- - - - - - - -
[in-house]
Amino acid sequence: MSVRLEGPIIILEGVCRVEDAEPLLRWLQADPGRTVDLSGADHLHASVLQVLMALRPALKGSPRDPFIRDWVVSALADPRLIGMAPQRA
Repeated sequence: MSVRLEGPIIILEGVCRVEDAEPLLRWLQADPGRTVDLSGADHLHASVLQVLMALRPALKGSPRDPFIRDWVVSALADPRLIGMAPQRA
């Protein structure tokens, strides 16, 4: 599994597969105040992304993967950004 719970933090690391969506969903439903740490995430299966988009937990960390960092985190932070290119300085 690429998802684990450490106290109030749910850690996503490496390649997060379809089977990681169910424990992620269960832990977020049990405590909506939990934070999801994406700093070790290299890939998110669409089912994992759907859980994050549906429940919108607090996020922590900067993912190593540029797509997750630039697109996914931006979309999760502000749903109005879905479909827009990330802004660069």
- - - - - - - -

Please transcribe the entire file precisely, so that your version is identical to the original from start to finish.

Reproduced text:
[in-house]
Amino acid sequence: MSVRLEGPIIILEGVCRVEDAEPLLRWLQADPGRTVDLSGADHLHASVLQVLMALRPALKGSPRDPFIRDWVVSALADPRLIGMAPQRA
Repeated sequence: MSVRLEGPIIILEGVCRVEDAEPLLRWLQADPGRTVDLSGADHLHASVLQVLMALRPALKGSPRDPFIRDWVVSALADPRLIGMAPQRA
């Protein structure tokens, strides 16, 4: 599994597969105040992304993967950004 719970933090690391969506969903439903740490995430299966988009937990960390960092985190932070290119300085 690429998802684990450490106290109030749910850690996503490496390649997060379809089977990681169910424990992620269960832990977020049990405590909506939990934070999801994406700093070790290299890939998110669409089912994992759907859980994050549906429940919108607090996020922590900067993912190593540029797509997750630039697109996914931006979309999760502000749903109005879905479909827009990330802004660069």